The summer holidays – full of lazing about and doing nothing, right? Wrong! For ever-committed campaigners obsessed with productivity, behind the appearance of casual holiday reading is actually a hive of mental activity and reflection – climate change education doesn’t take breaks!
We know that climate change forces us to see the interconnected nature of our planet. But what I’ve recently learned is that as activists for climate action, we have to recognise where our issue interconnects with others who have valuable lessons to teach us, and whose struggles we also want to win.
Holiday reading and lessons for activism
In a great recent article in Dissent Magazine, Mark and Paul Engler pose a striking question: why, as people committed to taking action against climate change, haven’t we celebrated what we really want to change, and our existence within a huge family of social justice campaigns, instead of targeting our efforts to get change towards groups whose business as usual, right wing identity now seems pretty dependant on believing that climate change isn’t happening and/or doesn’t require urgent action?
By trying to cater to corporations and make climate change a non-environmental issue, these climate change advocates could easily be out-manoeuvred and seen off by the veterans in those fields, notably massive fossil fuel corporations and far right figureheads – who are often intrinsically linked.
What this suggests to me is the importance of home advantage. Which is why Yotam Marom’s ‘Confessions of a Climate Denier’ piece makes immediate sense to me. We must build support for a ‘climate moment’ within the existing movement for social justice. But it isn’t just for campaigners on other issues to ‘reach out’ to climate activists.
In a climate movement that dedicates so much time to being inclusive and supportive, we can’t be afraid to celebrate how broad the change we want to see is. To do this, we don’t have to impose a fixed definition – we can (and, in my opinion, should) shout about the values that underpin what we do and why we do it.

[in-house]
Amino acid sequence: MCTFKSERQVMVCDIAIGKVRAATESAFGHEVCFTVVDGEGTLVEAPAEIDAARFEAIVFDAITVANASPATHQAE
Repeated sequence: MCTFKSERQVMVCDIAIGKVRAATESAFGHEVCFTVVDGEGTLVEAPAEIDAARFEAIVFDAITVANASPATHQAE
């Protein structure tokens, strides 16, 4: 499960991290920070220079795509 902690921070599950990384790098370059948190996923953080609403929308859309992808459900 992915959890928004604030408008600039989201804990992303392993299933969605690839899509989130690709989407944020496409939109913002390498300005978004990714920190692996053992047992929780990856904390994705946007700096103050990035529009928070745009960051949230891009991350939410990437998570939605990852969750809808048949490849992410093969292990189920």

In a TED talk that went viral, Simon Sinek describes the ‘golden circle’ of communicating. He explains the importance of sharing your motivations behind your vision, ‘why’ you do what you do, as it taps into a gut feeling. Of course this means that the ‘why’ can transcend even words – maybe this is why we find it difficult to articulate. But even if it’s easier to put into words, just explaining what we do, and how we do it, will leave us isolated in our interest groups – and doesn’t always open a way in for people who aren’t already doing something. And as activist David Roberts says, ‘“The goal of activism is to create a vibrant, impassioned constituency that can throw enough weight around to shift the balance of power in politics.”
Going global but holding on to home advantage
I was recently overtaken by a scarily focused runner wearing a t-shirt emblazoned with ‘No one trains to lose’. After being slightly alarmed by this fierce determination – and trying to hide the fact that I was carrying a large pack of eclairs – I realised this could be another useful lesson for activism. Our delegation to the UN climate talks is currently ‘in training’, attending weekends where we share skills and knowledge to enable us to play a part in making the change we want to see happen. Of course you don’t train to lose. So why give ourselves a massive disadvantage from the start, and stay insular? A core part of our training should be opening our eyes to who is around us, hearing their passions and concerns, and learning from the strength and creativity we see in other struggles.
At a UN climate meeting in June, one of the French negotiators met with young people to ask us for input into the 2015 climate conference, which will be held in Paris. She seemed to arrive at the meeting thinking that young people were just another interest group, pushing a specific agenda that was at odds with those of other civil society groups.
But at the talks we’re not just representing ourselves – we’re there as an international movement reminding negotiators of the commitment they are making to young and future generations of the world’s population. Taking action to ensure the planet can support healthy aspirational lives and societies beyond our own isn’t just an environmental issue which needs a technological fix – it needs political, economic and social change.
This is what we’re calling for – so let’s call it what it is, and redefine the climate movement as one that is focused on making the links with others, listening rather than silencing, and encouraging people to bring something new so that we can mutually strengthen our struggles, and all move closer to the kind of world we want to see.